Western officials, journalists, and progressive Arab voices, including leaders like Jordan's King Abdullah II, all believe that education is the key to the Arab world's renaissance. And yet, as aljazeera.net has been reporting over the last few weeks in an important developing story, proposed educational reforms in Kuwait, Saudi Arabia, and Jordan are meeting with stiff resistance. Academics and government officials are worried that reform will affect the transmission of Muslim and Arab values. Furthermore, as all three Arab states are U.S. allies, critics, especially Islamist members of the Jordanian parliament, have charged that the Bush administration is pulling the strings.
Not true, said Jordanian Minister of Education Khaled Tuqan when I visited him in his office in Amman last month. Tuqan is hardly a typical Arab bureaucrat. A 49-year-old nuclear physicist with a Ph.D. from MIT, Tuqan doesn't have as much time as he'd like to continue his original research, but he recognizes how central education is to the future of his country. "Reform started in 1987," explained Tuqan, who assumed his post in 2000. "There was another phase between 1996 and 2001, and this is our third major initiative. The idea of U.S. interference is unfounded."
There are essentially two aspects to the reform controversy. The first has to do with the actual curriculum, based on four main concepts: human rights, peace culture, common values, and the study of literary texts. Given the political situation in the Arab world, the concern is that "peace culture" is an idea that would play into the hands of Israel and the United States by reinforcing, as one Islamist member of parliament put it, "surrender and defeat in the minds of students." Clearly, both Israel and the United States have an interest in the Arab world promoting peace culture, but then so do Arab parents who don't want textbooks explaining the necessity of jihad and virtues of martyrdom to their children. And indeed, some Jordanian MPs have agitated to include the concept of jihad in the new curriculum. (For an interesting debate on whether some Arab textbooks promote jihad and martyrdom, click here, here, and here.)
The second issue is more theoretical and just as thorny. For several years now, Jordan has been encouraging students to enter the information and computer technology field, so education, as Tuqan says, "has to promote skills that are relevant to ICT, like critical and analytical thinking." What Tuqan calls "classical education" emphasized memorization, and while, as he says, "there should still be memorization, education has to move from rote learning to problem solving."
In Western education, "memorization" usually denotes the accumulation of dates and facts. In the context of Arab education, it refers almost invariably to how the Quran is taught. Indeed, until Muhammad Ali Pasha, the founder of modern Egypt, and his progeny started to overhaul the Egyptian school system throughout the 19th century, virtually all primary education for Muslim students in the Arab world consisted of nothing but memorizing the Quran. Exceptionally gifted students would then move on to a university like Al-Azhar in Cairo, where they would study "Islamic sciences," such as jurisprudence, theology, and grammar.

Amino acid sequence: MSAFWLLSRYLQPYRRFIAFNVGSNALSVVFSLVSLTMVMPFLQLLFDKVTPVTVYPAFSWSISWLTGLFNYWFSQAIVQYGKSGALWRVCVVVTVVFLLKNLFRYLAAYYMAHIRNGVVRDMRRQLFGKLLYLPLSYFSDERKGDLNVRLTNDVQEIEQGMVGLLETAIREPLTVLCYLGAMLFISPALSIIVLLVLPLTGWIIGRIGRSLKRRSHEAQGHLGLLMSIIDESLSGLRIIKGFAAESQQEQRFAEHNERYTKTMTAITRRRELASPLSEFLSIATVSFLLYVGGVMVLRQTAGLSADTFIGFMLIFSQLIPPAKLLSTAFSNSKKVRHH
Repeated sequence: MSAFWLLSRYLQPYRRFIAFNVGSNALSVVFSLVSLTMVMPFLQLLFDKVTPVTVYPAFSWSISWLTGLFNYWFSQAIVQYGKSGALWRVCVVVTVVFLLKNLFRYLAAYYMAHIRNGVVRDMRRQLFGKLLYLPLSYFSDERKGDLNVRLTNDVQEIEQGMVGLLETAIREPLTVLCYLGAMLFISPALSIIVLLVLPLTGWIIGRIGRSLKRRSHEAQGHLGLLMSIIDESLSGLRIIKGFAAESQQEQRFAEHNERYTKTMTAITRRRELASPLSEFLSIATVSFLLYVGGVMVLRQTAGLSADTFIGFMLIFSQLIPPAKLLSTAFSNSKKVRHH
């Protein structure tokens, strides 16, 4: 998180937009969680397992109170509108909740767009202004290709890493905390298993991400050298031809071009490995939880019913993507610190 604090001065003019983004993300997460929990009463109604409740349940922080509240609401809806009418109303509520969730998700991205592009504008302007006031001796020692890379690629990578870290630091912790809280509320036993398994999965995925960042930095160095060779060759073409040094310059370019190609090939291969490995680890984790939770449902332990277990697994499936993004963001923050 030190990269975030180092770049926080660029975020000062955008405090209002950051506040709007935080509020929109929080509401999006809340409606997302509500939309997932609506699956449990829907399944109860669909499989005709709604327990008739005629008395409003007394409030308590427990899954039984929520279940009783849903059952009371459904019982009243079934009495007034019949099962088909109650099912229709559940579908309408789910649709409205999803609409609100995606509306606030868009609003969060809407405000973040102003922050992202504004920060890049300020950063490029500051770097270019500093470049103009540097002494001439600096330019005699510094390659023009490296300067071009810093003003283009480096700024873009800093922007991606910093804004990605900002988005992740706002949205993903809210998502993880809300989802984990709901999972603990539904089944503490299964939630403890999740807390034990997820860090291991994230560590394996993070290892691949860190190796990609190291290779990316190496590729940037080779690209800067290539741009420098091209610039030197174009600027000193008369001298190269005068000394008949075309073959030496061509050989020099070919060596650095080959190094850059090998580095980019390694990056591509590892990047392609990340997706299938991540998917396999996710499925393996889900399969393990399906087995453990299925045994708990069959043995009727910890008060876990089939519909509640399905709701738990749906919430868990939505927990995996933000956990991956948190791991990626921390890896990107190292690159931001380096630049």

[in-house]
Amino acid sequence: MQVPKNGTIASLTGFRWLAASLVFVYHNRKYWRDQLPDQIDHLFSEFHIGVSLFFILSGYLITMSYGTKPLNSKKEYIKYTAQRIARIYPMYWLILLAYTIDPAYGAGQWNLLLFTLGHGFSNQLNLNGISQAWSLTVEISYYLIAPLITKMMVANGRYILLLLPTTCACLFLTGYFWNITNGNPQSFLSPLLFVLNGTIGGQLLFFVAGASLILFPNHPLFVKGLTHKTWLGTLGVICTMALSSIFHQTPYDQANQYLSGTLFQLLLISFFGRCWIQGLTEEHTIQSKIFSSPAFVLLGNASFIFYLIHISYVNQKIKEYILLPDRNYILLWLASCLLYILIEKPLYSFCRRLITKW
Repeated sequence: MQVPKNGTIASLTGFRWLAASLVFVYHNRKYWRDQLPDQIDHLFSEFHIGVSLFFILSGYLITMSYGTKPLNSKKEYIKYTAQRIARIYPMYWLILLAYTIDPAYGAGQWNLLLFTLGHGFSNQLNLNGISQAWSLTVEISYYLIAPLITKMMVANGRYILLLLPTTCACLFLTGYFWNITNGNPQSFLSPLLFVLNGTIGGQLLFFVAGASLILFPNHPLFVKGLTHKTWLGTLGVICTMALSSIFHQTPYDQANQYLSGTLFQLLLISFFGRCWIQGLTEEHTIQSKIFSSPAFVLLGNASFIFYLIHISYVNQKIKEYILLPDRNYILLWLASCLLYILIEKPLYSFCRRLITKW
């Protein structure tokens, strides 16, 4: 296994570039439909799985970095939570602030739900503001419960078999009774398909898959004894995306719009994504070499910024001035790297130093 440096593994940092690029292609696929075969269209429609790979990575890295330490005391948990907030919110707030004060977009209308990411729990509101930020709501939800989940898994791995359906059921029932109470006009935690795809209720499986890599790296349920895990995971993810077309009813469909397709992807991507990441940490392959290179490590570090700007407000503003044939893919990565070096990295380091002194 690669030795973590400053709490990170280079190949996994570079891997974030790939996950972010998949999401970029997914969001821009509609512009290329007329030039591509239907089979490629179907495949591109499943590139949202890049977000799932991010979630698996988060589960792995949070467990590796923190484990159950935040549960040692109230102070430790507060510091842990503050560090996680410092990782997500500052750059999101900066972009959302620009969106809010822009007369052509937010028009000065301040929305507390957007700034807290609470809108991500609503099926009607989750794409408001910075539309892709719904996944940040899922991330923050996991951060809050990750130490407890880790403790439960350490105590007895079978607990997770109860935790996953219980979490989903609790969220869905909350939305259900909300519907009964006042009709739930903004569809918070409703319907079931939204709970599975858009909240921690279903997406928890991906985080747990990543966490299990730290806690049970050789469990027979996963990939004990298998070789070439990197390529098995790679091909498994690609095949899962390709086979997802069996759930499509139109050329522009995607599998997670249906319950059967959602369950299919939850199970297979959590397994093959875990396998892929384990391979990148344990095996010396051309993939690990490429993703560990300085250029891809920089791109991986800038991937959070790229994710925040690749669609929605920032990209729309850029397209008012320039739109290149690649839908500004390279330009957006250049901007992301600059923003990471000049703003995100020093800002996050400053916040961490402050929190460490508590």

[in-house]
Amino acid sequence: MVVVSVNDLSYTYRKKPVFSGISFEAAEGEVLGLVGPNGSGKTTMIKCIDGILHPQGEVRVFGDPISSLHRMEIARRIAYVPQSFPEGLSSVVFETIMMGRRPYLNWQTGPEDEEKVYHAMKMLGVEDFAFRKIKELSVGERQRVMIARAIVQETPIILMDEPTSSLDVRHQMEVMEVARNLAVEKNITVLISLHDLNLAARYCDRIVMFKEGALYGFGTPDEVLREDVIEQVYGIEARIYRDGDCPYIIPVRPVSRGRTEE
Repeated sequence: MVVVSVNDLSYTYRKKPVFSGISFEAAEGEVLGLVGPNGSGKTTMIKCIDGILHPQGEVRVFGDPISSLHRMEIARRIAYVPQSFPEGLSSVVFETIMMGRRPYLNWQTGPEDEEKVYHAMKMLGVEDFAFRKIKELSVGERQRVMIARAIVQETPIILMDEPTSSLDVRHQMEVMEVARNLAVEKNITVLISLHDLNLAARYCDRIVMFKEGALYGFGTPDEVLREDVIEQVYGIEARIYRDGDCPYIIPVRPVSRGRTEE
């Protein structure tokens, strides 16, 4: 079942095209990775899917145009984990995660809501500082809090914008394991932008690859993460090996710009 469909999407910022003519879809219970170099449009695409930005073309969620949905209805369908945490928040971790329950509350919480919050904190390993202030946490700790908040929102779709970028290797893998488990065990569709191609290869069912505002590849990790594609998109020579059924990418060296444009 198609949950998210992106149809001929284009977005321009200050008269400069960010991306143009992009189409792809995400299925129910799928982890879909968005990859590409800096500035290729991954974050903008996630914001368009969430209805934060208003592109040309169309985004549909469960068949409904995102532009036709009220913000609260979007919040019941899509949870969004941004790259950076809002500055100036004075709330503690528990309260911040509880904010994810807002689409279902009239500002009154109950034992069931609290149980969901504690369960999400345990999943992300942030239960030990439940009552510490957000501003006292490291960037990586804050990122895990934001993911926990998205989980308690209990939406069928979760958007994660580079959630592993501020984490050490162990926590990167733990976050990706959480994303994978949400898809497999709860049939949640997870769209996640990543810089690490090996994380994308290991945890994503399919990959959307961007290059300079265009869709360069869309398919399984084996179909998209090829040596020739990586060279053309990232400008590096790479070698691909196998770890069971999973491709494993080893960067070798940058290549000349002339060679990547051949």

At the end of the 19th century, Muhammad Abdu was named rector of Al-Azhar. There Abdu, one of the leaders of the Muslim reform movement and already recognized as one of the great figures in Arab intellectual history, established a supplementary course of "modern sciences" that included history, physical science, and literature. One of Abdu's protégés was a blind Egyptian sheikh named Taha Hussein, who had memorized the Quran by the time he was 9.
Hussein eventually left Al Azhar, disenchanted with the stifling educational atmosphere, and enrolled in Egypt's first public, secular college, today called Cairo University. In addition to writing novels and a three-volume autobiography, The Days, considered his masterpiece, the onetime minister of education also wrote The Future of Culture in Egypt, published in 1938, where he recommended, with some qualifications, that Egypt reform its educational system in line with Western models. He promoted the acquisition of foreign languages, including Latin and Greek, and, above all, the study of literature. He said, "Literature is perhaps the most important element of general education because it disciplines the mind, stirs the heart, and refines the taste, whereas other subjects only affect the mind."
In other words, without the critical judgment that comes from studying literature, analytical thinking is merely technical. Medicine, pharmacy, law, and engineering all require problem-solving skills, but these professions have fed the membership of all the Arab world's Islamist groups, from moderates to extremists like Osama Bin Laden lieutenant Ayman al-Zawahiri. No one has a problem, then, if critical thinking in the curriculum just means better jobs in the computer industry. The question is what relationship critical thinking will have to the Quran. The Islamists fear change, while other Arabs welcome it.
"If you set your mind to memorizing the Quran, of course you'll eventually memorize it," says Jihad Fakhreddine, a researcher in the United Arab Emirates. "But what do you get out of learning it by heart? The question should be: Am I thinking?"
Where Taha Hussein thought literature was the answer, Fakhreddine contends that the Arab curriculum needs more hard sciences. Tuqan, himself a scientist, would likely agree, even though literary texts are a major component of Jordan's proposed course of study. At any rate, Tuqan has one of the most important jobs in the Arab world.